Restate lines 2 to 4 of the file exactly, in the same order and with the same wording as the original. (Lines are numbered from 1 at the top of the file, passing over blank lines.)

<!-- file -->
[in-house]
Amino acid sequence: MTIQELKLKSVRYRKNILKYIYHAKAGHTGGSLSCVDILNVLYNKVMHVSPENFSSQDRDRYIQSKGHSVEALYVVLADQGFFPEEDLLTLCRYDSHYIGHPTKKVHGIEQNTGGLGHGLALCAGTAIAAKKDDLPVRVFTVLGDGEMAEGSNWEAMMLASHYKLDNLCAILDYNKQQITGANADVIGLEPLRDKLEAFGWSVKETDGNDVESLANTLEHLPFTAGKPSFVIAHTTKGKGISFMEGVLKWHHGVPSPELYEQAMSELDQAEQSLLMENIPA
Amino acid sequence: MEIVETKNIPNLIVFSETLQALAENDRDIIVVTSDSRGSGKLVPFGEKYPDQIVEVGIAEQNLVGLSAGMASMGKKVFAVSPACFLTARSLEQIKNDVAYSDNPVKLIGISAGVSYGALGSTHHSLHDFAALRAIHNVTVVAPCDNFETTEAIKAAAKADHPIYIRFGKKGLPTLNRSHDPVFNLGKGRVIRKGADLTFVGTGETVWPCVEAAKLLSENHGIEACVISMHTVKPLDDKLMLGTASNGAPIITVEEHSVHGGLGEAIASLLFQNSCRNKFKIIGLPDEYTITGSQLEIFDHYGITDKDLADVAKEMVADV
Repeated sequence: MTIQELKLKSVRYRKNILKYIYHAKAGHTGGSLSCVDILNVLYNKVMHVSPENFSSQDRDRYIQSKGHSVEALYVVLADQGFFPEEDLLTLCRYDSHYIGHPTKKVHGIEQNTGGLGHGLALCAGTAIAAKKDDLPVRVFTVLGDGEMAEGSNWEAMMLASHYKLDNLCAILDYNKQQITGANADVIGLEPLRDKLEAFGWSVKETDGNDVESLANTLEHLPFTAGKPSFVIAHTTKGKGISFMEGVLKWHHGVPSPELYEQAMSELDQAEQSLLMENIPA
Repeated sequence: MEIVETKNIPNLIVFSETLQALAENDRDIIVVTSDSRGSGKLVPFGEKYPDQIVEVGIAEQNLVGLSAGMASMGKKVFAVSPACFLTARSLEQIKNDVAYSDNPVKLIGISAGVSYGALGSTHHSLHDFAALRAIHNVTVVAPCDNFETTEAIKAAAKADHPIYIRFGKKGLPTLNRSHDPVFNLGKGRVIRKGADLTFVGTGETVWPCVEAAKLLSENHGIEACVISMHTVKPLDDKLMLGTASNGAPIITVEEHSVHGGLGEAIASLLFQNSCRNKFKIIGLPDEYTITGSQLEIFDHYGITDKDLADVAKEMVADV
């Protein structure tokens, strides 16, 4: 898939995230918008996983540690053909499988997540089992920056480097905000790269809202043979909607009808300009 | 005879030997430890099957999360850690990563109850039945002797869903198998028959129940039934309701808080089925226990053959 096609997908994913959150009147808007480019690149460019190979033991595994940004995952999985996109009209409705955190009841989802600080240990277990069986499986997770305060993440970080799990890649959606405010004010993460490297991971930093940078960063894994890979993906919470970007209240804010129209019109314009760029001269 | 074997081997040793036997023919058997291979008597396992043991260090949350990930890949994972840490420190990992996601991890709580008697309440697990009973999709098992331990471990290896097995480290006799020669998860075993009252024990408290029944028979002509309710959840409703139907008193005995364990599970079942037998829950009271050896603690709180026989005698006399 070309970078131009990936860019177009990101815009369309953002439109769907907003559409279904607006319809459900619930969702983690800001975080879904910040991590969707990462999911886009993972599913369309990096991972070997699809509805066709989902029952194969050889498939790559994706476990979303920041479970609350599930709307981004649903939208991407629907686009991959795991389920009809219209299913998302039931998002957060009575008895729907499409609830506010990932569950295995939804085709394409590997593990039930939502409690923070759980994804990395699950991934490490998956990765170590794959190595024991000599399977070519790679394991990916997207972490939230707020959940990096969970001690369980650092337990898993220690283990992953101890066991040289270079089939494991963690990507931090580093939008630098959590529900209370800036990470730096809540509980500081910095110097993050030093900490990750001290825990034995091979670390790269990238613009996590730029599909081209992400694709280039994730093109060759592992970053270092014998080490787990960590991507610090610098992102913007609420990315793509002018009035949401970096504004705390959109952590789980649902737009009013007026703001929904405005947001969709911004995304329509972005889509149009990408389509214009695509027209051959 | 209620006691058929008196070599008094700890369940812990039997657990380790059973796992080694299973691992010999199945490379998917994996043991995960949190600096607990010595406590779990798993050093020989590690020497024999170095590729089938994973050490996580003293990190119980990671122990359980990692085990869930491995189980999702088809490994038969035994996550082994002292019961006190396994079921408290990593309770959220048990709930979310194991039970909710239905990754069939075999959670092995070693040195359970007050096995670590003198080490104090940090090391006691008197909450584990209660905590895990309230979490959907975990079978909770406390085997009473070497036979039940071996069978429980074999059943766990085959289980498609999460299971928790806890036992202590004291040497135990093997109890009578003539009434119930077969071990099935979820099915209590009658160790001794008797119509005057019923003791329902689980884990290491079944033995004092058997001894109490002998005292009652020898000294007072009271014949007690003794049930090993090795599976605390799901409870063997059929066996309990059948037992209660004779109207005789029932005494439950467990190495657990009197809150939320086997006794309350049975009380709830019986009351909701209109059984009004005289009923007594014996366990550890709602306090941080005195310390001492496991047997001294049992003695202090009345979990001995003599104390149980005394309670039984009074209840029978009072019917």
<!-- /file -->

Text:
Amino acid sequence: MTIQELKLKSVRYRKNILKYIYHAKAGHTGGSLSCVDILNVLYNKVMHVSPENFSSQDRDRYIQSKGHSVEALYVVLADQGFFPEEDLLTLCRYDSHYIGHPTKKVHGIEQNTGGLGHGLALCAGTAIAAKKDDLPVRVFTVLGDGEMAEGSNWEAMMLASHYKLDNLCAILDYNKQQITGANADVIGLEPLRDKLEAFGWSVKETDGNDVESLANTLEHLPFTAGKPSFVIAHTTKGKGISFMEGVLKWHHGVPSPELYEQAMSELDQAEQSLLMENIPA
Amino acid sequence: MEIVETKNIPNLIVFSETLQALAENDRDIIVVTSDSRGSGKLVPFGEKYPDQIVEVGIAEQNLVGLSAGMASMGKKVFAVSPACFLTARSLEQIKNDVAYSDNPVKLIGISAGVSYGALGSTHHSLHDFAALRAIHNVTVVAPCDNFETTEAIKAAAKADHPIYIRFGKKGLPTLNRSHDPVFNLGKGRVIRKGADLTFVGTGETVWPCVEAAKLLSENHGIEACVISMHTVKPLDDKLMLGTASNGAPIITVEEHSVHGGLGEAIASLLFQNSCRNKFKIIGLPDEYTITGSQLEIFDHYGITDKDLADVAKEMVADV
Repeated sequence: MTIQELKLKSVRYRKNILKYIYHAKAGHTGGSLSCVDILNVLYNKVMHVSPENFSSQDRDRYIQSKGHSVEALYVVLADQGFFPEEDLLTLCRYDSHYIGHPTKKVHGIEQNTGGLGHGLALCAGTAIAAKKDDLPVRVFTVLGDGEMAEGSNWEAMMLASHYKLDNLCAILDYNKQQITGANADVIGLEPLRDKLEAFGWSVKETDGNDVESLANTLEHLPFTAGKPSFVIAHTTKGKGISFMEGVLKWHHGVPSPELYEQAMSELDQAEQSLLMENIPA